Shirley Mckechnie at the UNE dance summer school. Under Peggy Van Praagh and Ms Mckechnie, the summer schools assisted the evolution of Australian dance. This is the twelth in the story of the Pacific Belshaws, the seventh on the early days of the New England University College, University of New England
At the end of the Second World War, Jim Belshaw as Acting Warden had spoken of the New England University College as the powerhouse of the North. This view was shared by the College’s founders and the new Advisory Council.
This part of the College’s role s was seen in fairly broad terms; one part was the education of the young; a second economic development and especially the role that agriculture might play in that development; a third the contribution that the College might make to broader Northern life
Belshaw took up the regional development cause. In 1944, he combined with geology lecturer Alan Voisey to launch the New England University College Regional Research Bureau. This was more name than substance, the main print output appears to have been a pamphlet based on a series of articles originally published in the Northern Daily Leader, but it provided a platform for a new movement, the regional council movement.
Belshaw travelled the North, arguing for the creation of regional councils with real powers that could facilitate development, a cause taken up by a number of local councils. As it became clear that the Government in Sydney would not grant the new regional councils the power they needed to be effective, the regional councils movement turned into a resurgent New England New State Movement.
In parallel, Belshaw and his colleagues focused their research and writing on different aspects of the North. This output would peak in the early 1980s and then decline sharply as the University changed direction.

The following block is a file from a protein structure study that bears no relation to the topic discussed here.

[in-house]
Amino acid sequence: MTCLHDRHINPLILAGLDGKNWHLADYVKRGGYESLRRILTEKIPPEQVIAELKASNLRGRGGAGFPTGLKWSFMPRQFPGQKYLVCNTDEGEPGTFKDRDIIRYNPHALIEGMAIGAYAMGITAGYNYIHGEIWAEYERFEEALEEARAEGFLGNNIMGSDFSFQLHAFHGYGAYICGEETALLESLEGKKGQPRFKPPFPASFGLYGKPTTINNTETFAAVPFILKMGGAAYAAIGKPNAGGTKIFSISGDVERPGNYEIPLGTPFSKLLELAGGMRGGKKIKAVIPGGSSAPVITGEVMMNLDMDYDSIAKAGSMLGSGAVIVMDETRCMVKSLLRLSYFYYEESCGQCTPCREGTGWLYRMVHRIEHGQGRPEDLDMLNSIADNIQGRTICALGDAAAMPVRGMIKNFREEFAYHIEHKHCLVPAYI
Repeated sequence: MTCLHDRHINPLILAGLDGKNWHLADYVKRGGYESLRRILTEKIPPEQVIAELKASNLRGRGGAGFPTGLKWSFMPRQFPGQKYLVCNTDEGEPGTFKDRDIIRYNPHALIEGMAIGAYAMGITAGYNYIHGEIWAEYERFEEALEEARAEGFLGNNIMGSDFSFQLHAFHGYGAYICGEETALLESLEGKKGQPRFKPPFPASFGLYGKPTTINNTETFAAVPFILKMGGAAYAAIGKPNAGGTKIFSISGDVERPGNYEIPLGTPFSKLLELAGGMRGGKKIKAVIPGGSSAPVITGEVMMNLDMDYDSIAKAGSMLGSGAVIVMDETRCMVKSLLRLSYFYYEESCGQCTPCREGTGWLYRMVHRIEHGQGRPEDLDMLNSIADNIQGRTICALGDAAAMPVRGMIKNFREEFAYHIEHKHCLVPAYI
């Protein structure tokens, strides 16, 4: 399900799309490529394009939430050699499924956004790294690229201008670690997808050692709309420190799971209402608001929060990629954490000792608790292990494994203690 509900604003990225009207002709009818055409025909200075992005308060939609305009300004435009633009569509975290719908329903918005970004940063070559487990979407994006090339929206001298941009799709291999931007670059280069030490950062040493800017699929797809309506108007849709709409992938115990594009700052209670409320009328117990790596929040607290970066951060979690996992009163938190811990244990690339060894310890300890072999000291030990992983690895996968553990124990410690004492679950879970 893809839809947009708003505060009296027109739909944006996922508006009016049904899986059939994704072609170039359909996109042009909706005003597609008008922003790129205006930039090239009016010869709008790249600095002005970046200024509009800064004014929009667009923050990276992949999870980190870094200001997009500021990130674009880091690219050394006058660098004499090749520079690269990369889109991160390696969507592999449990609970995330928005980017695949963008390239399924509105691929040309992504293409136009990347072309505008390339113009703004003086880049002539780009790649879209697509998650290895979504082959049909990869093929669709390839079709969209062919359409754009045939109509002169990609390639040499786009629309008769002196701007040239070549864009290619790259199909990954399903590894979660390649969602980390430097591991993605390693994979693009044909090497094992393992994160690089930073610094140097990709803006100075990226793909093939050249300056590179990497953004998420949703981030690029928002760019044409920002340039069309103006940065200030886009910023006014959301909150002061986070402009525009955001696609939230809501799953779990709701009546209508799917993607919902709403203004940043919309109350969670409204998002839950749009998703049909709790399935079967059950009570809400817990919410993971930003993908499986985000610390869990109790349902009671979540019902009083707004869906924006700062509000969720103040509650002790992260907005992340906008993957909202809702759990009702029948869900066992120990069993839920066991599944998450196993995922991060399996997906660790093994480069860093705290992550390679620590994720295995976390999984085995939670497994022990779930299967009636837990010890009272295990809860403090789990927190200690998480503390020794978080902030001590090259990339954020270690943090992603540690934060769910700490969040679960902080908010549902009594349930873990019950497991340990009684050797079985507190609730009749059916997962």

Appointed as Warden in February 1947, Robert Madgwick shared the vision but added to it high level administrative skills along with a profound belief in liberal and adult education.
After founding the Australian Army Education Service, Madgwick played a major part in establishing the Commonwealth Reconstruction Training Scheme. He also sat (1943-46) on two inter-departmental committees which set out the future role of the Commonwealth government in education.
Madgwick constantly championed the cause of adult education. When his claims for a Commonwealth-funded national system were thwarted by lack of political support, he chose to leave Canberra and come to the College as a way of putting his ideas into practice in a direct way.
In June 1948, A W (Arnold) Eberle was appointed to head adult education. Eberle died suddenly in January 1954 and was replaced in 1955 by AJA (Arch) Nelson.
Under Eberle and then Nelson, the role played by the College/University in adult and then external education gave it regional reach and national prestige.
Speaking just of the dance summer schools, the Curator of Dance at the National Library Michelle Potter spoke of the excitement generated where creativity was fostered, where some of Australia’s most prominent artists made contributions, and where the talents of aspiring choreographers, dancers, writers and historians were nurtured.
Note to readers: This post appeared as a column in the Armidale Express Extra on 11 April 2018. I am repeating the columns here with a lag because they are not all on line outside subscription. You can see all the Belshaw World and History Revisited/History Matters columns by clicking here for 2009, here for 2010, here for 2011, here for 2012, here for 2013, here for 2014, here for 2015, here for 2016, here 2017, here 2018